The following describes manufacture of a multiple knockout with concentric portions produced by punch sets 26-34. Operation is described with respect to FIGS. 3, 4, 5 and 6. As previously indicated, the illustrated punch sets are not dimensioned with respect to the diameter of a specific punch set. FIGS. 3-6 are intended to convey the operation of the upward and downward punch sets with respect to punchings of differing diameter. The initial punching of smallest diameter, such as punch set 26, may be produced by a downward punch set, such as 26 of FIG. 3, in a sequence illustrated in FIG. 5. As shown in FIG. 5a. sheet stock 206 is inserted in gap 68 so that the center of the eventual knockout is coaxial with center axis 48 of the punch set. Cutting punch 88 and blank holders 112 are in their retracted position and the top surface 123 of embedding punch 118 is approximately flush with the top surfaces of die plate 132 and of stripper 116.
A hydraulic valve is actuated to introduce, via port 104, hydraulic pressure to the top of piston head 106. It should be noted that the strokes of the various cutting and embedding punches are produced by applying high hydraulic pressure such as, for example, 360 atmospheres. As shown in FIG. 5b, the cutting punch 88 thus descends to cut a circular portion 208 of the work piece, except for one or more anchors. Portion 208 is ejected below the plane of the sheet stock with resulting descent of the embedding punch. The hydraulic force on the cutting punch is then removed.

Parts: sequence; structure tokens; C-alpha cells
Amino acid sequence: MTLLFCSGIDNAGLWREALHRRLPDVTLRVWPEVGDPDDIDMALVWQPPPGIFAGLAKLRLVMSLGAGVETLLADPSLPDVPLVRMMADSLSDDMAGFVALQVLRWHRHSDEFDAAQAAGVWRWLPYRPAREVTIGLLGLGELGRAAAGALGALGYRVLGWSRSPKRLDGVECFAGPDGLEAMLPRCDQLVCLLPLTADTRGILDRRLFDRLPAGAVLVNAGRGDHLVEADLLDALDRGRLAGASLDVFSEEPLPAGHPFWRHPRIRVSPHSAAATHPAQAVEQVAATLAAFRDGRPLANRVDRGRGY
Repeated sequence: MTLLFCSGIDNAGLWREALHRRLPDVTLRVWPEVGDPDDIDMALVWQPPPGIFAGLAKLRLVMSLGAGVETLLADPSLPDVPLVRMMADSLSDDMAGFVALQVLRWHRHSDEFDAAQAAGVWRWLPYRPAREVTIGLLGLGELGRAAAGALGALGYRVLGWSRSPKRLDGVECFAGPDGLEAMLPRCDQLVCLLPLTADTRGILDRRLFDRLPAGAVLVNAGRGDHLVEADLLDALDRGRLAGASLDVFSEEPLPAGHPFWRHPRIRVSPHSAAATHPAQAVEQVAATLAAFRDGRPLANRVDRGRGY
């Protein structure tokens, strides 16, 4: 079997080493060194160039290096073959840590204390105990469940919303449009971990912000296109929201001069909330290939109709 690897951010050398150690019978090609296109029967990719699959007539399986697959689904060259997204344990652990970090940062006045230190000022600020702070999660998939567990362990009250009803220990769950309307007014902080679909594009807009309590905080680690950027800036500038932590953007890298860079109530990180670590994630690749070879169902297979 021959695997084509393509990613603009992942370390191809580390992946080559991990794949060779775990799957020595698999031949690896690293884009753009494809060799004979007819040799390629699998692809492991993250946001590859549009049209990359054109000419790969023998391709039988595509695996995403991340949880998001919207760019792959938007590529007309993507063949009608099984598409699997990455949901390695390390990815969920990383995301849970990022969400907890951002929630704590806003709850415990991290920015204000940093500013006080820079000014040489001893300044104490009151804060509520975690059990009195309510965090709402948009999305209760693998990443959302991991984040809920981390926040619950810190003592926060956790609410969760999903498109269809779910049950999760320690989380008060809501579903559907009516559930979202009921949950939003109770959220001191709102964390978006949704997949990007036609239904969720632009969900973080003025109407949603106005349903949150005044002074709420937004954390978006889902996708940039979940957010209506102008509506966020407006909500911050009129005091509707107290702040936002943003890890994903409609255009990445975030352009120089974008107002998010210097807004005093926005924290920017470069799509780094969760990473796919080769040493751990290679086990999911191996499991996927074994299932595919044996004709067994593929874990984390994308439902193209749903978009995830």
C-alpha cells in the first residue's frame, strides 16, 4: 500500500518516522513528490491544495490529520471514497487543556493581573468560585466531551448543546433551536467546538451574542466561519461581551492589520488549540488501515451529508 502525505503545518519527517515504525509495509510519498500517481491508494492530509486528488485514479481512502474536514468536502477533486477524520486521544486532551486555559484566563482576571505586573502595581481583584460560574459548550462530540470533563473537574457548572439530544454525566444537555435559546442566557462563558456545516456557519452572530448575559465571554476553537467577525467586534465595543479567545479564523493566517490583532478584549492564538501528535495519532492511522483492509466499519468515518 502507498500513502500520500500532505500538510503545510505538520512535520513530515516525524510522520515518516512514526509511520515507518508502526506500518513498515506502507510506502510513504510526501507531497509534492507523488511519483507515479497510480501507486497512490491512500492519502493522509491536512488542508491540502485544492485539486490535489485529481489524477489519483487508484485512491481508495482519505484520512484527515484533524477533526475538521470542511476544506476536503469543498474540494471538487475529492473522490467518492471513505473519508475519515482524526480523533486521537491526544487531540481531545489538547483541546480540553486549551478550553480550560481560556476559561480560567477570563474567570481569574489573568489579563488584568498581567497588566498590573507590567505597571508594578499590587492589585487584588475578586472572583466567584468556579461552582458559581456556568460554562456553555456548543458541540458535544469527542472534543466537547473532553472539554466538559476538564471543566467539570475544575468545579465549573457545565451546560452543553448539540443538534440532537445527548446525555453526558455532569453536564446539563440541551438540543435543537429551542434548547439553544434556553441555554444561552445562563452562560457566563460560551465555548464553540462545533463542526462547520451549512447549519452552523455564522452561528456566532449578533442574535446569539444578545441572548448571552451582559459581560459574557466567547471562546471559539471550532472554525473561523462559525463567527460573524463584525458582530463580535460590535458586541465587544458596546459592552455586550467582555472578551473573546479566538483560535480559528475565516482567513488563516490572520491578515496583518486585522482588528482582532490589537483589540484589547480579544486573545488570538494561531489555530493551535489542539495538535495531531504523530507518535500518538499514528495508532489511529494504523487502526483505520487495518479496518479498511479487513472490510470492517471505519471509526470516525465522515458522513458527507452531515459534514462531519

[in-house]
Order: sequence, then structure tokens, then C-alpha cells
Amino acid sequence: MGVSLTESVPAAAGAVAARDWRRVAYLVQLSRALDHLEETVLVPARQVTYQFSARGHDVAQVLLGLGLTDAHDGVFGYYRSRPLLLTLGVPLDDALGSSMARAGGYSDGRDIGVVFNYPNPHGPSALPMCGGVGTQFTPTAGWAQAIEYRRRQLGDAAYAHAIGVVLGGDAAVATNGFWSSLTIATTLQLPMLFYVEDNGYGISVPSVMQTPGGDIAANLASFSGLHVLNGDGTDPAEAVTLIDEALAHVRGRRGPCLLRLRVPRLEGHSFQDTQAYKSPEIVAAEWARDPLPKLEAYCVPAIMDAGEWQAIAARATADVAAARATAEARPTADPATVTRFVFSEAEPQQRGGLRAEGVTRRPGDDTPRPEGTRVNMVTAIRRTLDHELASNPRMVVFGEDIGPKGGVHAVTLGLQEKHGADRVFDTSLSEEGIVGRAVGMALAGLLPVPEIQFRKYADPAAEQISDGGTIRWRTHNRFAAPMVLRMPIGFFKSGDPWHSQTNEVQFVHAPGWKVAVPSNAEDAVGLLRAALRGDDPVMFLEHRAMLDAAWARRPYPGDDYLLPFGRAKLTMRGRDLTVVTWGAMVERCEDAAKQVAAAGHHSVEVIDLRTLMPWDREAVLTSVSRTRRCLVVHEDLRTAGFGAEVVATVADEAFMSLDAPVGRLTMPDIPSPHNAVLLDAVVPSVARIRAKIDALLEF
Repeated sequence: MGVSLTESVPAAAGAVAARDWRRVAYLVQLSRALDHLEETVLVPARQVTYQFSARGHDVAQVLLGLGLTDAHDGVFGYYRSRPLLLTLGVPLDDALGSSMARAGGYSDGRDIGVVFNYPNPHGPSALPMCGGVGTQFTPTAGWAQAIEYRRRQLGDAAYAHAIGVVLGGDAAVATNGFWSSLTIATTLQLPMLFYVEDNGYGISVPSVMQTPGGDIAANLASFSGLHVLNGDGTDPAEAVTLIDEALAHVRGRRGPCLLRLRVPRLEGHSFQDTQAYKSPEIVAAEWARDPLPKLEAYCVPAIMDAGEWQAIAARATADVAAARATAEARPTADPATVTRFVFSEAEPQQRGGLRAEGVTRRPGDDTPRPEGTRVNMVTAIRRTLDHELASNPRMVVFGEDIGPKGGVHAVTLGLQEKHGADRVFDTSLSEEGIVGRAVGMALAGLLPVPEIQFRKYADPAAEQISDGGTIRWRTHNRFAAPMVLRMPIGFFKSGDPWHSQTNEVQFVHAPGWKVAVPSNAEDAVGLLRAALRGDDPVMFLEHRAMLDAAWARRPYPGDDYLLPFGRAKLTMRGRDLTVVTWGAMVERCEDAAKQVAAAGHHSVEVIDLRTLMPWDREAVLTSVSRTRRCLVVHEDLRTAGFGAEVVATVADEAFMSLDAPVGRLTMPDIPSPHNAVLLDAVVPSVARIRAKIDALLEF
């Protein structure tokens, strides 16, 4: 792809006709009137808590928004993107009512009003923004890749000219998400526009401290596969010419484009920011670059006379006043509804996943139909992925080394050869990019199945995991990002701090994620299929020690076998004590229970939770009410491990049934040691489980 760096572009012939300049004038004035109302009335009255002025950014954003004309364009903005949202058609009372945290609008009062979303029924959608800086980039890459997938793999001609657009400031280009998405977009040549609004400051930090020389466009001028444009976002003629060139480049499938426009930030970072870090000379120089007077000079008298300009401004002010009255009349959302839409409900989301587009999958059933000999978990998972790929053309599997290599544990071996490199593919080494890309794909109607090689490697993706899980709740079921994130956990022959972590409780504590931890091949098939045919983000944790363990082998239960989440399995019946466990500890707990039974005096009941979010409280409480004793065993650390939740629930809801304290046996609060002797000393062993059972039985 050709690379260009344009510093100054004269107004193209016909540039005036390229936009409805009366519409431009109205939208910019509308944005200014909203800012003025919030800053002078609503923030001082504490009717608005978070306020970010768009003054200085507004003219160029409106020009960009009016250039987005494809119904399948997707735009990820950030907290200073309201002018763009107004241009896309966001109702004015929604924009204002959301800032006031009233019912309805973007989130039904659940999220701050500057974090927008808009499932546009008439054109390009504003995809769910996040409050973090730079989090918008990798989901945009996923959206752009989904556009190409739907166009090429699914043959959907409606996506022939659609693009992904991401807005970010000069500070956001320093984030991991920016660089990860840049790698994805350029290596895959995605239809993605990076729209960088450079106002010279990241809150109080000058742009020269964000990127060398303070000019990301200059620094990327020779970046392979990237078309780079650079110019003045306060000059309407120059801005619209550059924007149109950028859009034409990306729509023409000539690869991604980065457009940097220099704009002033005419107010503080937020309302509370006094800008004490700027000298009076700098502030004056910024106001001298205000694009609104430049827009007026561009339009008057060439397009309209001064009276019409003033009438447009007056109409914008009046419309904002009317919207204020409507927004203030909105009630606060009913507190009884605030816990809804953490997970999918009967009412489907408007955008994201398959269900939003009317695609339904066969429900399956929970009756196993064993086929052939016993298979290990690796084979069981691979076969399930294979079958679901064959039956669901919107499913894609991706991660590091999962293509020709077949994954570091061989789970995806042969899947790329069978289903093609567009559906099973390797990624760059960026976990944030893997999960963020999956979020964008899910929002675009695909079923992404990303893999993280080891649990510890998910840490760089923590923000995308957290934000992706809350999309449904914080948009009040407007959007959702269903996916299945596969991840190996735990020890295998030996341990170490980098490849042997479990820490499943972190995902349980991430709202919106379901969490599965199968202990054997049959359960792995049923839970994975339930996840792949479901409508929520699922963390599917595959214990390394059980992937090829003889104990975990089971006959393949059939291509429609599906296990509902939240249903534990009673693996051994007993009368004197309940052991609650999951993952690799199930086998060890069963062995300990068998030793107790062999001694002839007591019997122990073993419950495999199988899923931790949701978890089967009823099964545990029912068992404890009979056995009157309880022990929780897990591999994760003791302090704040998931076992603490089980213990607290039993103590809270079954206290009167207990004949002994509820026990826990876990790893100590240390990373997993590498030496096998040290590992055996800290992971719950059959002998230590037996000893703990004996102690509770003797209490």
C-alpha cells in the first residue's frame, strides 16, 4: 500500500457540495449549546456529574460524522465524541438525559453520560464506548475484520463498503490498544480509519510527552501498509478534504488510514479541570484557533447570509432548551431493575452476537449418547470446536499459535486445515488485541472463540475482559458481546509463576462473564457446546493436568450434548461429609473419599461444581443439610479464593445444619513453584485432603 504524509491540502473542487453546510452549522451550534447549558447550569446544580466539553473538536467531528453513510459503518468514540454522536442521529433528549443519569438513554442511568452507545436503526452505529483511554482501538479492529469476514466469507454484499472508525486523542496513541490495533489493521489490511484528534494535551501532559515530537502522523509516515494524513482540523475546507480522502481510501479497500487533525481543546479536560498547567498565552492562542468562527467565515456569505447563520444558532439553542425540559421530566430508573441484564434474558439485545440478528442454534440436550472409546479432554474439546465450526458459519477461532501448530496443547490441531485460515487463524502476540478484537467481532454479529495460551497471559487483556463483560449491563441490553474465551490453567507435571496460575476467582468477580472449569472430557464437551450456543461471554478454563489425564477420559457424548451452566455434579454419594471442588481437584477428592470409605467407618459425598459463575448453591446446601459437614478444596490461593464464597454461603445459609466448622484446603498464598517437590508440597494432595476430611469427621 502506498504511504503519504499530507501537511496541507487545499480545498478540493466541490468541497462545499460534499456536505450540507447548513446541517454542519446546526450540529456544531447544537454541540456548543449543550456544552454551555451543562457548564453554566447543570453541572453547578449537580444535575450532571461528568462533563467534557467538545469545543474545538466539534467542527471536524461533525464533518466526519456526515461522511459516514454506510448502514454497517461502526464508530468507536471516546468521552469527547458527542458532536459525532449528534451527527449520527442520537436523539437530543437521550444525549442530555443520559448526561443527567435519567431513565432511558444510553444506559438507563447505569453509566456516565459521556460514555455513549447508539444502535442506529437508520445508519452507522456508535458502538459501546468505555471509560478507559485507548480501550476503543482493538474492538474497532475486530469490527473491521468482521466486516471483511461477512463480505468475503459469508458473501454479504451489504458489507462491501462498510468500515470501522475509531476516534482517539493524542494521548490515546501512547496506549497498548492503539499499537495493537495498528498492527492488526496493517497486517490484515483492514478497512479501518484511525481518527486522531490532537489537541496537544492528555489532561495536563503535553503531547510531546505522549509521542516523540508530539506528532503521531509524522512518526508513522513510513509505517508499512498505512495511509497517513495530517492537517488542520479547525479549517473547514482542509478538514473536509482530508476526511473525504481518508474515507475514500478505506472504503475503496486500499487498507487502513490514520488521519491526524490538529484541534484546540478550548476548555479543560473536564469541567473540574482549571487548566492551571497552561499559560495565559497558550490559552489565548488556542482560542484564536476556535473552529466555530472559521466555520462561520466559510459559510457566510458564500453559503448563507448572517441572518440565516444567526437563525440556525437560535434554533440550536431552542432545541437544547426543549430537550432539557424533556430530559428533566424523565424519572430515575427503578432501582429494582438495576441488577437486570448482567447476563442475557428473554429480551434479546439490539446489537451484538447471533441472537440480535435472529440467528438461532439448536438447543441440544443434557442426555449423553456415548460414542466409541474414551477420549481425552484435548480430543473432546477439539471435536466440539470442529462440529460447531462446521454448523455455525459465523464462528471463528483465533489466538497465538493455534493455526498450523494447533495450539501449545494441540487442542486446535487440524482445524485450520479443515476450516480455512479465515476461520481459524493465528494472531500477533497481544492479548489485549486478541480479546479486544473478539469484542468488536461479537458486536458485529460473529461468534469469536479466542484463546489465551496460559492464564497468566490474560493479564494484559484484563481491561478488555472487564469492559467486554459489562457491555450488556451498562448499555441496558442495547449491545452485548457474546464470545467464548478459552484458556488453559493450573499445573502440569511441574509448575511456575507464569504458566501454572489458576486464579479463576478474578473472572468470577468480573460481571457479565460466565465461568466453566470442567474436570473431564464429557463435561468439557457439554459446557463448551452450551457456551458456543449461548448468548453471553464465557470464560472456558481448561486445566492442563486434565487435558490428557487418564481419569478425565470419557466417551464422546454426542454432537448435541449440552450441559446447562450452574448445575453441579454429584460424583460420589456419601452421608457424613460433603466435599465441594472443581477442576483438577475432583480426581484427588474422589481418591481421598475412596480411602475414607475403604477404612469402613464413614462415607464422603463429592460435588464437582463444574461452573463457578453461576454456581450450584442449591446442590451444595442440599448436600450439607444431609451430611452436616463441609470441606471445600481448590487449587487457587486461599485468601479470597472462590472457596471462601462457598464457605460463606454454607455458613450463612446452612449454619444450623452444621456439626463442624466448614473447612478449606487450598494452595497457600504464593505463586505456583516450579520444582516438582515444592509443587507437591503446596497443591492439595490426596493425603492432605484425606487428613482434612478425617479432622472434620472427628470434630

Next, hydraulic pressure via port 114 depresses stripper assembly 94 so that blank holders 112 descend to abut against sheet stock 206, as shown in FIG. 5c. Hydraulic pressure, via port 134, then forces embedding punch 118 up against portion 208 as shown in FIG. 5d. Cut portion 208 is thus at least partially, e.g., two-thirds, restored into the plane of sheet stock 206 and cutting punch 88 is partially retracted.
Hydraulic pressure, via port 108, fully retracts cutting punch assembly 80. As evident from FIG. 3, upon such retraction, the lower shoulder 91 of displacement plunger 84 abuts against a lower wall portion of stripper sleeve 110. This results in the simultaneous retraction of the stripper assembly 94, including blank holders 112, from the sheet stock. Cutting punch 88 and blank holders 112 thus are again retracted to the positions illustrated in FIG. 5a. At such time, the spring ball lifters of stripper assembly 116 lift the sheet stock of the lower die assembly and the operation of punch set 26 is completed.